2 oz Calvados1/4 oz Mead3/4 oz Apple juice1/4 oz Freshly squeezed lemon juice1 tsp Cinnamon-infused honey*Garnish: 2 dried apple slicesGarnish: Cinnamon stickBring all of the ingredients to a boil while stirring occasionally.Strain into an Irish Coffee mug, and garnish with 2 dried apple slices and a cinnamon stick.
Bourbon can be a contentious issue for drinkers. There are all kinds of “rules” when it comes to enjoying a glass, but few of these rules are actually helpful.Instead of trying to figure out the sometimes intimidating world of bourbon on your own, these are the simple rules you need to know.1. Don’t Spend More Than $50 on a BottleOkay, there are exceptions to this rule.
New York City bartending vet Franky Marshall believes Grand Marnier is incredibly mixable. “I love the body that it brings to cocktails,” she says. “The 40 percent ABV means it can stand up to anything you pair it with.” Here, she uses a full two ounces of Cuvée Louis Alexandre, the higher-end expression that’s named in ode to its creator, Louis-Alexandre Marnier Lapostolle, although the signature formula works equally well.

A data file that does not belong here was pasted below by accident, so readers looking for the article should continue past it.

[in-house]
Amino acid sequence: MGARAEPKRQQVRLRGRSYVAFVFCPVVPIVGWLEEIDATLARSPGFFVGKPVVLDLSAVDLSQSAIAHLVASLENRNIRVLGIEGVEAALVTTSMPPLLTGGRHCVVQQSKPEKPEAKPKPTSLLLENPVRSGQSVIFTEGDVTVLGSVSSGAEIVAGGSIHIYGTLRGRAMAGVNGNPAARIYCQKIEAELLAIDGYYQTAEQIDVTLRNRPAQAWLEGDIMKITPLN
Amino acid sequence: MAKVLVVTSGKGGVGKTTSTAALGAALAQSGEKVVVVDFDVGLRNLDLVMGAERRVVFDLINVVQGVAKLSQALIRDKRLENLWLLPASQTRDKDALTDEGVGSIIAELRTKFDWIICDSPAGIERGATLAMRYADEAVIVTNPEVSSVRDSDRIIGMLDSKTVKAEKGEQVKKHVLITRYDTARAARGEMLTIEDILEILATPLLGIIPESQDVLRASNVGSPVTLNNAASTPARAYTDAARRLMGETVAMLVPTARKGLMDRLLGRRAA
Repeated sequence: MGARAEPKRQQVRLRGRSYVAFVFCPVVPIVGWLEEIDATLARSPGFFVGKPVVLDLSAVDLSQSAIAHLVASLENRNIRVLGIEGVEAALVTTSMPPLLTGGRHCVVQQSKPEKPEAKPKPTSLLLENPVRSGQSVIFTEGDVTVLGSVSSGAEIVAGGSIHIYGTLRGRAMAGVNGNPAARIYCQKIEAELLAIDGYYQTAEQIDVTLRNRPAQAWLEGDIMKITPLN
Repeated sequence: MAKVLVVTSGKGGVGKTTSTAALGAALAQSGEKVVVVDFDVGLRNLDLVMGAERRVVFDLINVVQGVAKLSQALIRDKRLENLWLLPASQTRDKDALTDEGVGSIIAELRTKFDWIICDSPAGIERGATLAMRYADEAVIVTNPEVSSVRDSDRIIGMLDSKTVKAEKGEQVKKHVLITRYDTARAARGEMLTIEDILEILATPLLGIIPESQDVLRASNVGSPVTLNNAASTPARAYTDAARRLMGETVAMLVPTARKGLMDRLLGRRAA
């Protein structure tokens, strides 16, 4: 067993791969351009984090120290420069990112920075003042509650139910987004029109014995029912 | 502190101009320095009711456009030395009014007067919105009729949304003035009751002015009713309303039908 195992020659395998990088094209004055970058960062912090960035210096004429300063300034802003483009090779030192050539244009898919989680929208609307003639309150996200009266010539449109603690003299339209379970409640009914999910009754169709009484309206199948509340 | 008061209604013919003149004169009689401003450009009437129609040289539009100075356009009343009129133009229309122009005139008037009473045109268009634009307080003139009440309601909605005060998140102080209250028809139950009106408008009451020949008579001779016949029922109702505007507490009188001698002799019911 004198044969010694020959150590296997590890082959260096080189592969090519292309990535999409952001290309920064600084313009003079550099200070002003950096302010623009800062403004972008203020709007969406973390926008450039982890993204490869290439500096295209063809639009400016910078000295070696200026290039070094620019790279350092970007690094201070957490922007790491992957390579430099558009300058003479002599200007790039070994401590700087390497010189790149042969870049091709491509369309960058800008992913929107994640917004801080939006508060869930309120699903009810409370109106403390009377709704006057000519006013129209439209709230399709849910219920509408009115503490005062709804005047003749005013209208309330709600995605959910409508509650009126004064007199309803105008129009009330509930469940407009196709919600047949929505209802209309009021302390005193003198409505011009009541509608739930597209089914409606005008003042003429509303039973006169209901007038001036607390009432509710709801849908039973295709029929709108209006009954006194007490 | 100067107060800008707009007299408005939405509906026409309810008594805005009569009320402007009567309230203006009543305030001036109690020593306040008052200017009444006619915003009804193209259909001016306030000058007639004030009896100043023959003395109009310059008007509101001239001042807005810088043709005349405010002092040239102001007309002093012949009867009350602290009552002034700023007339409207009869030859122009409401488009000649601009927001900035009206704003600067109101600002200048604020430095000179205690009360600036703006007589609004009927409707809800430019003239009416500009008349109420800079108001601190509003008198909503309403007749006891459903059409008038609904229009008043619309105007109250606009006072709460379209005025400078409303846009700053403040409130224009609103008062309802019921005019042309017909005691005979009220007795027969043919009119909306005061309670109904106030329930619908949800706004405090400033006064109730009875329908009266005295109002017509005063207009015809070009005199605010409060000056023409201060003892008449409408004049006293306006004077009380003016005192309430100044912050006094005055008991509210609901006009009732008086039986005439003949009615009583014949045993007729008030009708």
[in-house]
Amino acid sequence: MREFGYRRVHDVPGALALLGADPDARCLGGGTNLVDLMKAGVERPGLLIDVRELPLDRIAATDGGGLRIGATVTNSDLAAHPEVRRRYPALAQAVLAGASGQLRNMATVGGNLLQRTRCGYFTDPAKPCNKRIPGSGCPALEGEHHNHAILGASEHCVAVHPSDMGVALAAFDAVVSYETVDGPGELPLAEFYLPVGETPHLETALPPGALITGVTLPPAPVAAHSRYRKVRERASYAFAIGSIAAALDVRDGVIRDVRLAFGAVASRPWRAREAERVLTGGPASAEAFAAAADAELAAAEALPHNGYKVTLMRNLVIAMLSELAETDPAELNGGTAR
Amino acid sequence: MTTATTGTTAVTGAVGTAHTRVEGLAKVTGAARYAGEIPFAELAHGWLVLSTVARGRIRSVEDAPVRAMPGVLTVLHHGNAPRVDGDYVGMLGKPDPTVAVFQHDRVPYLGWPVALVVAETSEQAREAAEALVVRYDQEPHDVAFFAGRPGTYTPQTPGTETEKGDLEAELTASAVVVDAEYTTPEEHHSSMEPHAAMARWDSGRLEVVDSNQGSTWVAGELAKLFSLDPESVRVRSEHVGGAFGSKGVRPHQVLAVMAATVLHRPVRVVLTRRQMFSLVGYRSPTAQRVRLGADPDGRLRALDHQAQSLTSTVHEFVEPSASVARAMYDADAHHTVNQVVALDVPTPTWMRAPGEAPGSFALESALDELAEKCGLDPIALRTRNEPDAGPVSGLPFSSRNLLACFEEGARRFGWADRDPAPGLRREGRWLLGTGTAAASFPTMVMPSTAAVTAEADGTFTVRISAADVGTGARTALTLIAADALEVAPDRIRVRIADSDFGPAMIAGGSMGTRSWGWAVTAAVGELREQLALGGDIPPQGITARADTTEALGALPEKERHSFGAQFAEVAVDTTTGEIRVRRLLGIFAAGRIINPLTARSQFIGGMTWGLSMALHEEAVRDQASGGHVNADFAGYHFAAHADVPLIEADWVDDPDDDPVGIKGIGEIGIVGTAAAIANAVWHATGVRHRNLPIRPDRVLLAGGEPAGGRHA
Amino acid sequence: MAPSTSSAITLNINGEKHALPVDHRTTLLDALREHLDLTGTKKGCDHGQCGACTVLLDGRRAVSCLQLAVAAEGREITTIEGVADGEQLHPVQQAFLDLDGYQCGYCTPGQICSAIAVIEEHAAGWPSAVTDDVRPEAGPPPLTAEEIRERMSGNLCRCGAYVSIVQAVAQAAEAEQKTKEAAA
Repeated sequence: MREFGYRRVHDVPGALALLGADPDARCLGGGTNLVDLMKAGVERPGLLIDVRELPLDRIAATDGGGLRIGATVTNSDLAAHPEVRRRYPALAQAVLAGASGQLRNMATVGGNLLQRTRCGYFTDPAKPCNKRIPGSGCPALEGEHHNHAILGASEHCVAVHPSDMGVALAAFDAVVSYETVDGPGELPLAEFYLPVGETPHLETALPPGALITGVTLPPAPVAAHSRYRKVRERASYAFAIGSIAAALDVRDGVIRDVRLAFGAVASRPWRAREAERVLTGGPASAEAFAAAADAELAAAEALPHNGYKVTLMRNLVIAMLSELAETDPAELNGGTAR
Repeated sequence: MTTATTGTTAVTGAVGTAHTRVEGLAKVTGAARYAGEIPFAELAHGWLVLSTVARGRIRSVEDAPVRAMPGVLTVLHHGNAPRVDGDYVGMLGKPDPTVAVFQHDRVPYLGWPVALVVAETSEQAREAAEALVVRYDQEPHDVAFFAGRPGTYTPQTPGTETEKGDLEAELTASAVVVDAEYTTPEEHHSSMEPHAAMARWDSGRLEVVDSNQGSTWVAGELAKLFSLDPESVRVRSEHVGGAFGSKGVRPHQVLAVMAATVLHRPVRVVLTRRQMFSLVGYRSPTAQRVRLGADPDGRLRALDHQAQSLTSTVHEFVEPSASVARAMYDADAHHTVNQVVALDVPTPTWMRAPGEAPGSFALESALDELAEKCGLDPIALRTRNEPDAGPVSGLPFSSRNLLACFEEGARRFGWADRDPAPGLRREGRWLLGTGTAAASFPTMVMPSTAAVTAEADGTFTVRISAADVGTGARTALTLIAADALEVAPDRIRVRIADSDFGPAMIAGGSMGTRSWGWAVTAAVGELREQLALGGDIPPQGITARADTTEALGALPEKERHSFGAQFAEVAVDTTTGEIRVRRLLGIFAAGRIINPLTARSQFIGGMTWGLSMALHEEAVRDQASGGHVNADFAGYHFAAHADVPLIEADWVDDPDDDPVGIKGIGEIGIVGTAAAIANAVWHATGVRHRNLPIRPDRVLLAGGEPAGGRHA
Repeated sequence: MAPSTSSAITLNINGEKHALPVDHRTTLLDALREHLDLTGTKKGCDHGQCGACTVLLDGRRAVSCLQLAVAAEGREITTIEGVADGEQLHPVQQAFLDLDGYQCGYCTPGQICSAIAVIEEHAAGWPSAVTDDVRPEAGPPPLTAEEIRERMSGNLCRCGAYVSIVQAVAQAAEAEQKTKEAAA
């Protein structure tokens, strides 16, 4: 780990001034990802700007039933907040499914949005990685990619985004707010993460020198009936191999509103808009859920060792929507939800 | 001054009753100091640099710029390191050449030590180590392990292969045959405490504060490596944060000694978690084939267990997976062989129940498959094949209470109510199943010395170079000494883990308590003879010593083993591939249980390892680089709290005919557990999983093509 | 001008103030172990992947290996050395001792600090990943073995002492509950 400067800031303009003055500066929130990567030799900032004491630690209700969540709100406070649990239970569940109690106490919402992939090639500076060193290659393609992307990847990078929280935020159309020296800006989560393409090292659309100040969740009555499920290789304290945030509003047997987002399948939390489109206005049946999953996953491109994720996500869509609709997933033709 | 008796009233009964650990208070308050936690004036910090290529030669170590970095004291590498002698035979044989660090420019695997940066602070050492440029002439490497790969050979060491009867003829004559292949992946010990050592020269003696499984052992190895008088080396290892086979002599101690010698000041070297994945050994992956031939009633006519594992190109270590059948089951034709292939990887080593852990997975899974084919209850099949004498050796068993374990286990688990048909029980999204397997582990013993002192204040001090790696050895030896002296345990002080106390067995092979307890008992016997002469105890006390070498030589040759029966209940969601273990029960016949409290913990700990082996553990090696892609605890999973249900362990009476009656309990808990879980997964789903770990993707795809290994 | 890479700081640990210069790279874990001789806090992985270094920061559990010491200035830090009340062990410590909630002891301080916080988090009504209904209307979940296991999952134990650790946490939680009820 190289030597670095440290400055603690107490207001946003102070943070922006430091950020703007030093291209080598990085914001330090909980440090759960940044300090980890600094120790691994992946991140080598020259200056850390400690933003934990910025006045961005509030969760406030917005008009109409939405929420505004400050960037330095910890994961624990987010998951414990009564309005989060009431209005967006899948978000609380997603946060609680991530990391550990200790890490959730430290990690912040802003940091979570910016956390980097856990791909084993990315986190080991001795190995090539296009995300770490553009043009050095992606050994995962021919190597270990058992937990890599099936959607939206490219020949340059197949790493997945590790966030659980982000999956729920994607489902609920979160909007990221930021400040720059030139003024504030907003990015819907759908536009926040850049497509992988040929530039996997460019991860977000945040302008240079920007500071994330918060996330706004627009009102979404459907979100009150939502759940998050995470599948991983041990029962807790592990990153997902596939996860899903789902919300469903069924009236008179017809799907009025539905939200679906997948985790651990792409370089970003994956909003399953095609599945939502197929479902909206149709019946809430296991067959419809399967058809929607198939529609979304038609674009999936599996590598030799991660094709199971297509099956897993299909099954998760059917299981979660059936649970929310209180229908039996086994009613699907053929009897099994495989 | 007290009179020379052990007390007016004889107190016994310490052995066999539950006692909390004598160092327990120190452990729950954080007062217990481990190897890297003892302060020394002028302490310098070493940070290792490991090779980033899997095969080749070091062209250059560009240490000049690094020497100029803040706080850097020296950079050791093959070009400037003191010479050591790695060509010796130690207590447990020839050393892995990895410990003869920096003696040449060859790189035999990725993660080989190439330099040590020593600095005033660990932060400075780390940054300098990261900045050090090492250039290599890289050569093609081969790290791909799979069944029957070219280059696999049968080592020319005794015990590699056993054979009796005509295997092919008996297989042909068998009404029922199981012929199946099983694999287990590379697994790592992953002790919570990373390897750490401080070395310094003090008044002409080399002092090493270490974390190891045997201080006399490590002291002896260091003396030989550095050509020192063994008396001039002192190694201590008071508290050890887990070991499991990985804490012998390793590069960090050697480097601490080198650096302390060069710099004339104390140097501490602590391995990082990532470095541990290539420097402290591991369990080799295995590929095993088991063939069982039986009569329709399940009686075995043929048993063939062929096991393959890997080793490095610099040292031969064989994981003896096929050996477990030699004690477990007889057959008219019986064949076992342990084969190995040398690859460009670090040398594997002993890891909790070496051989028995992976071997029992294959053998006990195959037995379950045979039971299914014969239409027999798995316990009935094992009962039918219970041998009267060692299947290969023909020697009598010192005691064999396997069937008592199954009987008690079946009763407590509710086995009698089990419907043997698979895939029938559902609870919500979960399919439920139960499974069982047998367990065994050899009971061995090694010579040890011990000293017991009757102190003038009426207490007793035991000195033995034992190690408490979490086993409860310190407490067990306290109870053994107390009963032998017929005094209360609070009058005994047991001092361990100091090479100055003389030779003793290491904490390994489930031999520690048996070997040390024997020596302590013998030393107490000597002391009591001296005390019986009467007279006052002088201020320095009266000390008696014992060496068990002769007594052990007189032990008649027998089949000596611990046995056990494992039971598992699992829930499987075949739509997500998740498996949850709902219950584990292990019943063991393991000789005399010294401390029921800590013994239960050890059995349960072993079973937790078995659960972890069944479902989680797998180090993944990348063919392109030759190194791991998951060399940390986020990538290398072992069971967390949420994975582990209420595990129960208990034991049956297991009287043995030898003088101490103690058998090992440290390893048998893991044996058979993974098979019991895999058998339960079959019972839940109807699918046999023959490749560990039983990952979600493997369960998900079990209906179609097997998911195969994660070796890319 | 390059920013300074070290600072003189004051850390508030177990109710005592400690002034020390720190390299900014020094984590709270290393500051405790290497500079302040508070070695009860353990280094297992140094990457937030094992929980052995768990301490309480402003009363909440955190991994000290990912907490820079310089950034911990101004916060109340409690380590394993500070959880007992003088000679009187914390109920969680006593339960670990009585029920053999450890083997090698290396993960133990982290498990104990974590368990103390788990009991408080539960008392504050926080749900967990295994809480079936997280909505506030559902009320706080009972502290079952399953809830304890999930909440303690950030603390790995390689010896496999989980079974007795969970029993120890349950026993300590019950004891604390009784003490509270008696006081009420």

Flat beer and overcooked hot dogs have long been a disappointing stadium staple. With the April 7 opening of the new 20,000-seat T-Mobile Arena, a Las Vegas concert and sporting event venue, volume-savvy bartender Tony Abou-Ganim is aiming to change that. The Las Vegas–based barkeep, who created the drinks program for the Bellagio hotel when it opened in 1998 and has done stints behind the bar in New York and San Francisco, faced some big demographic challenges in getting the stadium’s many bars and bar carts up and running.